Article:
My reaction to this gif went from stone-faced “this is dumb” to full-on snickering gleefully in about fifteen seconds.
you can’t just drop shit like this on my dash i hurt myself laughing
A mother’s worst nightmare.
She was preaching
this gave me chills
Black woman who lost her son just preached on systemic racism, antiblackness, Black ppls internalized self-hatred and white supremacy.
But some of y’all missed it
In the scene where Sean starts talking about his dead wife and her farting antics the lines were ad-libbed by Robin Williams, which is why Matt Damon is laughing so hard. The scene took everyone by surprise. According to Damon in the DVD commentary, this caused the cameraman to laugh so hard that the camera can be seen moving up and down slightly.
Brooklyn-based artist Alyssa Monks is a figurative painter, blurring the line between abstraction and realism. “Using filters such as glass, vinyl, water, and steam, I distort the body in shallow painted spaces. These filters allow for large areas of abstract design - islands of color with activated surfaces - while bits of the human form peak through. In a contemporary take on the traditional bathing women, my subjects are pushing against the glass “window”, distorting their own body, aware of and commanding the proverbial male gaze. Thick paint strokes in delicate color relationships are pushed and pulled to imitate glass, steam, water and flesh from a distance. However, up close, the delicious physical properties of oil paint are apparent. Thus sustaining the moment when abstract paint strokes become something else. When I began painting the human body, I was obsessed with it and needed to create as much realism as possible. I chased realism until it began to unravel and deconstruct itself, I am exploring the possibility and potential where representational painting and abstraction meet - if both can coexist in the same moment.” Monks’s paintings have been the subject of numerous solo and group exhibitions, and her work is represented in public and private collections.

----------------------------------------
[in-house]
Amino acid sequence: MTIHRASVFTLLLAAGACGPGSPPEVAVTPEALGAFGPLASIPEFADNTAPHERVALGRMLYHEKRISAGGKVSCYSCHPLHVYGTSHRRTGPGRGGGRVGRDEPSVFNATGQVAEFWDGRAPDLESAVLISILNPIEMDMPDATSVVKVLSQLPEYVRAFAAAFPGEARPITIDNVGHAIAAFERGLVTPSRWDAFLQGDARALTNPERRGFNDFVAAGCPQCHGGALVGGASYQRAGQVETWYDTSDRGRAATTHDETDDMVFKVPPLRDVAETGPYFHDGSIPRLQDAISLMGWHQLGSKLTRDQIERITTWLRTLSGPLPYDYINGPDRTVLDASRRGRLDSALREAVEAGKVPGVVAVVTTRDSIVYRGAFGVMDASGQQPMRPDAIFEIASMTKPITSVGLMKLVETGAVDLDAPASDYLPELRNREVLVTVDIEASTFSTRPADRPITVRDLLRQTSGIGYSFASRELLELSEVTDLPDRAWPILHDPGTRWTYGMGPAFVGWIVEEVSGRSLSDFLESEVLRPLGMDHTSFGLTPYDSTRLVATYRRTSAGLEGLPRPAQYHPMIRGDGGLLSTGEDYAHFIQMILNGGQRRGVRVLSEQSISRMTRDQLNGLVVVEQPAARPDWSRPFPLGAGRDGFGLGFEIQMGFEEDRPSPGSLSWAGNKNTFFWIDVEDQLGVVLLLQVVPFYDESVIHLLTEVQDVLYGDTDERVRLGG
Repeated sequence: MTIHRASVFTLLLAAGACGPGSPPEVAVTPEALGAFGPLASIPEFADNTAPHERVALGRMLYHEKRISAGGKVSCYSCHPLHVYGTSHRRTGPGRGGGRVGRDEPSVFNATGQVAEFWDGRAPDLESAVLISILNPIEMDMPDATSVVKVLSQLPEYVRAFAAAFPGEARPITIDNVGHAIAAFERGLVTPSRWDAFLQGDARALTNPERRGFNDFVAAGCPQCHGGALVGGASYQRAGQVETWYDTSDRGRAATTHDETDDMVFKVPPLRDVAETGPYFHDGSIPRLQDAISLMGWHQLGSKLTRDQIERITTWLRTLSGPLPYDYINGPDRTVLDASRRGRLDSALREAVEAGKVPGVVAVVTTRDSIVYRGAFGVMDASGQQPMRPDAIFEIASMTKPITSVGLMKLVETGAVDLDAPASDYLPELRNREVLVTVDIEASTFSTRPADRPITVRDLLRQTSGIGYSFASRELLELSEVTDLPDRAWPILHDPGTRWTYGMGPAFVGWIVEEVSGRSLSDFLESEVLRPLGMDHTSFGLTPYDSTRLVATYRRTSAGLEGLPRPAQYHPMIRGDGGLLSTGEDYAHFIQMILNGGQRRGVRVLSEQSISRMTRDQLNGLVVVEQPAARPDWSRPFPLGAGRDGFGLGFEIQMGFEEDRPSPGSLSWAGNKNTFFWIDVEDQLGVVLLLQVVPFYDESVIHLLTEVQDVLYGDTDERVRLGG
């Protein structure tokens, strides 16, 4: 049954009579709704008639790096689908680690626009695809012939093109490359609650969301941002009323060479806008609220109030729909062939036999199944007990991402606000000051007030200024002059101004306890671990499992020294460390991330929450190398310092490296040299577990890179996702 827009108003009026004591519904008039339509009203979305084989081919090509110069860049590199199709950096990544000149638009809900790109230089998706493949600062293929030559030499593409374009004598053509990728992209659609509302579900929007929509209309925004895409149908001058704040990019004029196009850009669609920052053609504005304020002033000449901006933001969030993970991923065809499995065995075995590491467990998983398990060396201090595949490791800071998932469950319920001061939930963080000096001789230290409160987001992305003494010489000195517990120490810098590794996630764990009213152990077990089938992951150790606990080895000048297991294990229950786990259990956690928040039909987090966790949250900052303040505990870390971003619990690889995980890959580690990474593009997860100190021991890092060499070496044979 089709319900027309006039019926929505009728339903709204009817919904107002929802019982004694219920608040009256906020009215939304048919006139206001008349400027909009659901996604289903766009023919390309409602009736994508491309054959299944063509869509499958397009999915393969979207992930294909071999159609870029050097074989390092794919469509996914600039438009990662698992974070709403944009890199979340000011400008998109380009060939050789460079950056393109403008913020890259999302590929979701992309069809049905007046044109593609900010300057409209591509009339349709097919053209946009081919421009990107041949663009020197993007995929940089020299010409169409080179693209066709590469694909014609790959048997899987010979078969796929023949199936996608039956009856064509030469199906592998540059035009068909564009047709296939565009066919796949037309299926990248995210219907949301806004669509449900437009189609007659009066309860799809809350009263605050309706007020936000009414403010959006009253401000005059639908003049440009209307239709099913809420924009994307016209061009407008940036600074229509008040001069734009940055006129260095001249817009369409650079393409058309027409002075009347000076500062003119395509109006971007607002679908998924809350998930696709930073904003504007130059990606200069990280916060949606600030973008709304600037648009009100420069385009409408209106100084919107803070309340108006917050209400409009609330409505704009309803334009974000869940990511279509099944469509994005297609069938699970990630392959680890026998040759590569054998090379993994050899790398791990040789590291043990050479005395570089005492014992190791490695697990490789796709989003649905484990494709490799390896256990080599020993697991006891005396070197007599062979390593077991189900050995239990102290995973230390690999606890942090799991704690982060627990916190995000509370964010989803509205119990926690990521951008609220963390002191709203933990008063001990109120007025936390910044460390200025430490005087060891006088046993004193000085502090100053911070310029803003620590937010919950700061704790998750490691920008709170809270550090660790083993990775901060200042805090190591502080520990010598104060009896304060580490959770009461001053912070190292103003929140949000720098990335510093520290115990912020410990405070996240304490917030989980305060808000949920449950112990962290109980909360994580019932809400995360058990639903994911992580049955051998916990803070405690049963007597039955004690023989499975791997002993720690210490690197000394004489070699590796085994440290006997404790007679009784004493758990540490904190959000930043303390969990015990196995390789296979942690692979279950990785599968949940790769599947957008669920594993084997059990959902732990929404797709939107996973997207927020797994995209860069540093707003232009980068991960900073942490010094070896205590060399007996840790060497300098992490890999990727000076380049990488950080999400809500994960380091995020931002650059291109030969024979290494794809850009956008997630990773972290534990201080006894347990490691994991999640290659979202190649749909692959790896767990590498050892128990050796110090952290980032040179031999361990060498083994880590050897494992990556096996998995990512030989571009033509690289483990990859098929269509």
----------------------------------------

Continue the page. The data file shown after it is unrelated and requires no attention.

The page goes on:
© All images courtesy of the artist